What Does Trump Think?

Trump believes that the U.S. is “being set up by” the Taliban, “I never saw anything so stupid in my life until the last few days with Afghanistan, that blows the stupidity of the southern border away. What’s happening in Afghanistan is unbelievable and we are being set up by very tough people that are very great negotiators. I’ll tell you what, they are automatically great negotiators who have been fighting for a thousand years and everything about them they negotiate. We are being set up and in a certain way I guarantee you they consider them to be hostages and let’s see what happens over the coming weeks.” Trump claimed that he had a “conditions-based agreement” with the Taliban after they agreed a ceasefire with him where if any Americans or allies were harmed then the U.S. would retaliate by bombing parts of the country. Trump says President Biden’s actions have caused “the greatest embarrassment in the history of our country.” Later on Trump said “It’s a great thing that we’re getting out, but nobody has ever handled a withdrawal worse than Joe Biden.”

biden helps taliban

What Has Biden Said About Taliban In Charge?

Biden has shook off criticism of his decision to withdraw troops from the region. Biden said, “If anything, the developments of the past week reinforce that ending US military involvement in Afghanistan now was the right decision. American troops cannot and should not be fighting in a war and dying in a war that Afghan forces are not willing to fight for themselves.” “I have no doubt this will be a huge liability for Biden, even if Trump boxed him in,” said Cameron Munter, former United States ambassador to Pakistan. “The thing that is appalling is that the administration had no plan,” said Stephen Heintz, the head of a foundation that has been working on Afghanistan since 2011. “There was scarcely any consultation with NATO and little with the Afghan government. It’s a failure of intelligence, of planning, of logistics, and in the end a political failure, because whatever it is, it’s Biden’s.”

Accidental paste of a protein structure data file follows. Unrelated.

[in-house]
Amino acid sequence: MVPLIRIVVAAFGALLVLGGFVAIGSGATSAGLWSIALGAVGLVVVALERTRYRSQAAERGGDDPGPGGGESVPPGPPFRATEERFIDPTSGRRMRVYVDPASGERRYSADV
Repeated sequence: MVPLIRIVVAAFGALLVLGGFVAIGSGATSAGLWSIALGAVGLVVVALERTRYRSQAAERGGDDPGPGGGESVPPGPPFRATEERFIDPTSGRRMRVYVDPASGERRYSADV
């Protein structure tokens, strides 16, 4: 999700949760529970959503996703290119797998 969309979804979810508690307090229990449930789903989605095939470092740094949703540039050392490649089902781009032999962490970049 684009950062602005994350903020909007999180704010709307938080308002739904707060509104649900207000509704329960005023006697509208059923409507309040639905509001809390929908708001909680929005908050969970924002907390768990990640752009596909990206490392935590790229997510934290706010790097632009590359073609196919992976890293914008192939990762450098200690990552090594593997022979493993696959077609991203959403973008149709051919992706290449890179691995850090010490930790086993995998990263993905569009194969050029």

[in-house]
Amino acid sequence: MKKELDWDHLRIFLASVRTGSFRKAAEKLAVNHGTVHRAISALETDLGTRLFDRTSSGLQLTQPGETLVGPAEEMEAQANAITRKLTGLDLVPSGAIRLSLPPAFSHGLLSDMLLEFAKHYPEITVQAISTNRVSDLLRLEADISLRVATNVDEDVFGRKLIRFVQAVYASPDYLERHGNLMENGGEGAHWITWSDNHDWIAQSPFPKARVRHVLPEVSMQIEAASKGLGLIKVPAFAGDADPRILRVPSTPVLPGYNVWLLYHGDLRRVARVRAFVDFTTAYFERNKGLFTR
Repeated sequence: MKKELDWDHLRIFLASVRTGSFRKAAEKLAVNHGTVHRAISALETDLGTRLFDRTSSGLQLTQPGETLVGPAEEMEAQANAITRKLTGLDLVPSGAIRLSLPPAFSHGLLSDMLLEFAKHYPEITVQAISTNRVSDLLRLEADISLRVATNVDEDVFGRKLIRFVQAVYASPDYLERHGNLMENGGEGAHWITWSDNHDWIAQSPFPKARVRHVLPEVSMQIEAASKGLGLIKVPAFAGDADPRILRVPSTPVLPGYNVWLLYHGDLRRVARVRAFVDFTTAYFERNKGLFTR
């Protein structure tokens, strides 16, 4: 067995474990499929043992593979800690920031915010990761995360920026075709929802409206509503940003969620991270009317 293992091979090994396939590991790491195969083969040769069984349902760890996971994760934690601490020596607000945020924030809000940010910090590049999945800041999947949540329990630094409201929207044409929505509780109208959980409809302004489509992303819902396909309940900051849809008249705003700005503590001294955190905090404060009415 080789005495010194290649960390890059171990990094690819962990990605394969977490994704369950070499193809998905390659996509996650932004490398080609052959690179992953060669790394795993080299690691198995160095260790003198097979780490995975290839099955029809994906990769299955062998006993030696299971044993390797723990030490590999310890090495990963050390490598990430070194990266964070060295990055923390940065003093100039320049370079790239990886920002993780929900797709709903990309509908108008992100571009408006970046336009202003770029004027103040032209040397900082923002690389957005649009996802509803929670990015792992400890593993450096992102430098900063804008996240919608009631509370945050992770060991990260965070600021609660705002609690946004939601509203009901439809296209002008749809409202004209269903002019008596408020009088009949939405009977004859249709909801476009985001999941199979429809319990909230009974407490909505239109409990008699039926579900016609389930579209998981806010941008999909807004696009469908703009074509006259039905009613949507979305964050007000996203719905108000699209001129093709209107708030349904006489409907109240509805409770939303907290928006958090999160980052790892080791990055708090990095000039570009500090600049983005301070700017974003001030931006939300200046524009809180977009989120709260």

The Biden administration is still deciding whether it will officially recognize the Taliban as the government of Afghanistan. Russia has established ties to the Taliban but does not officially recognize it. However, the ambassador did give the country praise for being “peaceful” in Kabul. Canadian Prime Minister Justin Trudeau said his government had “no plans” to recognize the Taliban. What will this change of power mean for the people of Afghanistan? What will it mean for the people of America? Will the Taliban allow terrorists to reside in their country once again? If so, what does that mean for, not only America, but the world? 

Written by: Erinn Malloy